Via Joan McCarter, we learn that Wellpoint, which runs a number of for-profit Blue Cross/Blue Shield insurance plans, reported on an investor’s conference call that it expects to add over one million new policyholders this year and that its enrollments are much better than expectations. Of 500,000 enrolled so far, fully 80% of them came to the company via the exchanges. Of that amount, 2/3 were eligible to receive subsidies for their insurance premiums.
Of course, for those of us who support single payer, giving money to private insurers is a mixed blessing. We’d be better off without them, but under our current political situation, this is the best we will be able to do for the uninsured for a while. As McCarter points out, stories like this mean that Obamacare is going to be unrepealable soon, if it isn’t already.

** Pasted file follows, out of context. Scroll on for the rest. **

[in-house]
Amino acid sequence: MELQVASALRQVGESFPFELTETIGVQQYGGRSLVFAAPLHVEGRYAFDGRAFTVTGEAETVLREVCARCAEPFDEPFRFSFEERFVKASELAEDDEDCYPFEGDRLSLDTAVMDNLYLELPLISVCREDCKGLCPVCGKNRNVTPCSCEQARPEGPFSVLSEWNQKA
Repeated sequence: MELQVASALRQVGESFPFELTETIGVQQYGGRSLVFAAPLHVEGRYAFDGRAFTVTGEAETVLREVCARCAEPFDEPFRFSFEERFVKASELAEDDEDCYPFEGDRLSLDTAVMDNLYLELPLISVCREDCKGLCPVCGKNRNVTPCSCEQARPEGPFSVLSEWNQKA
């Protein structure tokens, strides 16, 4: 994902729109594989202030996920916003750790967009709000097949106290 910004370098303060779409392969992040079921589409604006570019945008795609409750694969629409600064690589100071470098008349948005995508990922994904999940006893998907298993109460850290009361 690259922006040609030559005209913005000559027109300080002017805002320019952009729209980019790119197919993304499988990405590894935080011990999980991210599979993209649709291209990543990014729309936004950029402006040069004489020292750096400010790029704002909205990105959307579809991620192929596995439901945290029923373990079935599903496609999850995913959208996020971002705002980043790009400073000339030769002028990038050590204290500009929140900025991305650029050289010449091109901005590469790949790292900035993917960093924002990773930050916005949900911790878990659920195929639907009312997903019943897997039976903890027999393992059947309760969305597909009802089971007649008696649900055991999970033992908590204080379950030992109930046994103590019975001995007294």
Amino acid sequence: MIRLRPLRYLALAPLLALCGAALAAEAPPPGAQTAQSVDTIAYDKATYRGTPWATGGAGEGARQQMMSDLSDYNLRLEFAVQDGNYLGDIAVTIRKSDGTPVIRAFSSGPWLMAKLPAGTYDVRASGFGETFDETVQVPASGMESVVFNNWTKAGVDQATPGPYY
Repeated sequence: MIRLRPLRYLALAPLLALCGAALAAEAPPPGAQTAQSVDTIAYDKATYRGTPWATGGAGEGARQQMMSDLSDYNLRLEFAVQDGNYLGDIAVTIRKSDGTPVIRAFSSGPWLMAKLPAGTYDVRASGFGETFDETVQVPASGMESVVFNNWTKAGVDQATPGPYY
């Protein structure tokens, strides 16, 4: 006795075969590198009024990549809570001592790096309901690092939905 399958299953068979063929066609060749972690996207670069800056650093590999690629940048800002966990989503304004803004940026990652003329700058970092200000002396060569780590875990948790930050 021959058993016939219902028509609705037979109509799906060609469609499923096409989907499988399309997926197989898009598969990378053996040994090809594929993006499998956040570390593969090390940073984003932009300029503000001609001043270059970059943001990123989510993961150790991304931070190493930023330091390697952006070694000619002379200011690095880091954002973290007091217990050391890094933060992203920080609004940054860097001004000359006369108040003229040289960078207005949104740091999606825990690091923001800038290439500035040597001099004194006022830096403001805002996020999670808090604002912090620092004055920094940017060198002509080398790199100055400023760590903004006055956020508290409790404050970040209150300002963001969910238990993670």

Meanwhile, if you could stomach listening to the first Republican response to President Obama’s State of the Union address Tuesday, you heard Rep. Cathy McMorris Rodger (R-WA) tell the plight of a woman she called “Bette in Spokane,” who supposedly had to pay “nearly $700 per month” more for her health insurance, after her insurance company canceled her old plan.
As with many other such stories, this one has collapsed under scrutiny. As the linked article shows, Bette Grenier had had a catastrophic plan canceled, and she only compared it to the price of a Gold-level policy her insurer suggested as a replacement. Not only were cheaper policies available, she told the paper she would not go on the state exchange to look for a policy, even though this would likely have saved her even more money compared to the one her insurance company offered. She told the paper she and her husband planned to go without insurance.
As Paul Krugman (who pointed me to the Spokane link) notes, there is a reason why catastrophic plans aren’t allowed: “If you’re allowed to have insurance that barely covers anything, that’s almost the same as not participating at all.” Which appears to be exactly what’s happening in this case.
Cross-posted from Middle Class Political Economist.